In terms of the rest of the trade, Ottawa has also acquired a 2021 2nd round pick from the Sharks, as the Sharks re-signed Karlsson before July 1st. Additionally, the 2019 2nd rounder the Sens received has materialized into Mads Sogaard, a massive 6'7 goaltender that Dorion coveted enough to move up and select 37th overall. Only time will tell if he will pan out, but with the abundance of goaltenders in our prospect pool, there's not too much to worry about, a #1 will surely emerge from the group. The piece that everybody will watching this season is that sweet, sweet 1st rounder, and it all depends on how the Sharks will fare this season. Despite the loss of their captain and the long-term struggles in store for them, the Sharks will ice a formidable squad this season. It won't be nearly as dominant on the ice as last season's but it's going to take some serious misfortune for them to finish below the likes of Los Angeles, Anaheim and Edmonton (McDavid could always carry that team but I don't think it's likely, nobody on Earth has that kind of muscle). I would expect the Sharks' pick to end up in the same range as the pick we received from the Columbus Blue Jackets in the much better of the two Matt Duchene trades, which will hopefully score us another top prospect.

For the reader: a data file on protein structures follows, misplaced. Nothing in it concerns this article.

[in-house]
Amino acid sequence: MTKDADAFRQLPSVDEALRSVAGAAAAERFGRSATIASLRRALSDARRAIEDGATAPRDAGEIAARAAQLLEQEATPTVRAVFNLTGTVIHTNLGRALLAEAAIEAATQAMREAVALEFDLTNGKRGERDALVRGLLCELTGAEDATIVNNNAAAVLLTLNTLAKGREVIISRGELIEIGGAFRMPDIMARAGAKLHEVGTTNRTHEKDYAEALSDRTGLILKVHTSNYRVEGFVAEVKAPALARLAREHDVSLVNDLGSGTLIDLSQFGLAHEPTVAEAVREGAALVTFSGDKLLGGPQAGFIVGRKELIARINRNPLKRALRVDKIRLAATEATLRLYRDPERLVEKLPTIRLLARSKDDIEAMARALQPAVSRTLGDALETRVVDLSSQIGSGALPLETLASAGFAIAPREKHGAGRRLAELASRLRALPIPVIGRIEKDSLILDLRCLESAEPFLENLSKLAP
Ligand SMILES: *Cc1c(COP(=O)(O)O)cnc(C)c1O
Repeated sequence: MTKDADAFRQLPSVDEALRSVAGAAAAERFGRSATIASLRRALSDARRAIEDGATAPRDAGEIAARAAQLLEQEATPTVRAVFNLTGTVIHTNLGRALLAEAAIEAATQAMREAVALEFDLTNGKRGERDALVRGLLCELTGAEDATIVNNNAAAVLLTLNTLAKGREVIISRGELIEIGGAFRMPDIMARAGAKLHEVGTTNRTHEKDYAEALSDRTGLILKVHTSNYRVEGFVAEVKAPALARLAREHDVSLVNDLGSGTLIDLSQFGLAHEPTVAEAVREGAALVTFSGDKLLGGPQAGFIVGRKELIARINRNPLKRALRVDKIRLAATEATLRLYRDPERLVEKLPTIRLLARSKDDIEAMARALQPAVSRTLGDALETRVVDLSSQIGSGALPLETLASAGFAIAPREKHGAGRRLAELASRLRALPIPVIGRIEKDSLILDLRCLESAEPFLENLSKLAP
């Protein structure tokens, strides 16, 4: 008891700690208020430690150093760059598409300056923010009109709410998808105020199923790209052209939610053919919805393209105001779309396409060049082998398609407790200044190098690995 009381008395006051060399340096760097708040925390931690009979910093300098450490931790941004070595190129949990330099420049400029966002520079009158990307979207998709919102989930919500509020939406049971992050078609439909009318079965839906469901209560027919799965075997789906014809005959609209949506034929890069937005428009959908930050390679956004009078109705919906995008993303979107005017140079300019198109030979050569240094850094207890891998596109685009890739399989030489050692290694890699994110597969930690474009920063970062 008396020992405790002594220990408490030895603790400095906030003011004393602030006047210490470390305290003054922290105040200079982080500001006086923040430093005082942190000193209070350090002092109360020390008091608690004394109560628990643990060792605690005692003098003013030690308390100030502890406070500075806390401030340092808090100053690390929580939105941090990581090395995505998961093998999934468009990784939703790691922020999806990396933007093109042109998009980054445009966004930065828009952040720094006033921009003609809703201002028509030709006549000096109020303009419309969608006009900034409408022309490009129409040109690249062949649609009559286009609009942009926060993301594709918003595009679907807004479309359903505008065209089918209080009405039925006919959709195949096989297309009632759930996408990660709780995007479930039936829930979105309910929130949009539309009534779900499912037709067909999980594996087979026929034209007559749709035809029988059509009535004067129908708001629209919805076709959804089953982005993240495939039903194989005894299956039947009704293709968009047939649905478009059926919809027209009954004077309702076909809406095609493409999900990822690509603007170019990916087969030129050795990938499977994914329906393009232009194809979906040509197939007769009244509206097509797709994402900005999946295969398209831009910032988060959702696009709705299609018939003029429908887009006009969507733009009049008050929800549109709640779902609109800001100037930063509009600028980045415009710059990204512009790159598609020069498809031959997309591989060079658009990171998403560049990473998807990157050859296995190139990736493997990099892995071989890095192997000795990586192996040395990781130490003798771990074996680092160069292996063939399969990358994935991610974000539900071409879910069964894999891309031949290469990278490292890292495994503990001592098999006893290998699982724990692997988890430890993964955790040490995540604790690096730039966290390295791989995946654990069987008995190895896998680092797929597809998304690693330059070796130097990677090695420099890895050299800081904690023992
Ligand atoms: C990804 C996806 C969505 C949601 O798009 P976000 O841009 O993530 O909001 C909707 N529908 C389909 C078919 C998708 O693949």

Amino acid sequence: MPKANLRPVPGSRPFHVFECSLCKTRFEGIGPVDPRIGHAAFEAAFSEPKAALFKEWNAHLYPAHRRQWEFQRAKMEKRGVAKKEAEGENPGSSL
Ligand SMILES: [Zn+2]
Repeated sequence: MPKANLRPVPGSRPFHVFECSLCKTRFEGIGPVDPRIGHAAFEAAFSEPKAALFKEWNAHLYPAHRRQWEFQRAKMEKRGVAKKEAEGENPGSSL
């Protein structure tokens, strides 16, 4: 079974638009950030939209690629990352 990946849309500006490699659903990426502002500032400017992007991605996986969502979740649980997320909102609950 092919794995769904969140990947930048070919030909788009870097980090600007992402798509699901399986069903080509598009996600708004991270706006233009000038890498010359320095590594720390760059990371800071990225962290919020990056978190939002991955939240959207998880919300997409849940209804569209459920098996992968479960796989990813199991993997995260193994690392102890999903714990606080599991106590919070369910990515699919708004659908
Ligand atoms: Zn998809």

Overall, when it comes to evaluating Dorion's work in this trade, we really have to eliminate any emotional attachment to Karlsson, any anger from him being gone should be directed at owner Eugene Melnyk. As for the trade itself, the Sharks can win this trade only one way: winning a Stanley Cup. If that doesn't happen in the next few years, the trade and subsequent extension will end up being an apocalyptic nightmare for the Sharks. Either way, it's still up in the air how this trade will turn out for the Senators, it definitely looks promising so far, but we need to see what Balcers, Norris, and future prospects can do in the NHL before declaring this trade a win for Dorion.
Let me know what you think of the trade at this point, and also what you think of the team's rebuild so far. Thanks for rea-wait, HOLD IT! I almost forgot that there was one other player in the trade that I haven't mentioned yet. Remember Francis Perron? The 2014 draft pick who put up phenomenal numbers in the QMJHL, but couldn't quite translate his game to the AHL as well as we hoped? How worried we were, as many of us were sure that he would find his game with the San Jose Barracuda without an incompetent coach holding him back? Well he's been traded again, to the Vancouver Canucks. For who, you ask? Let's just say, it's a small world.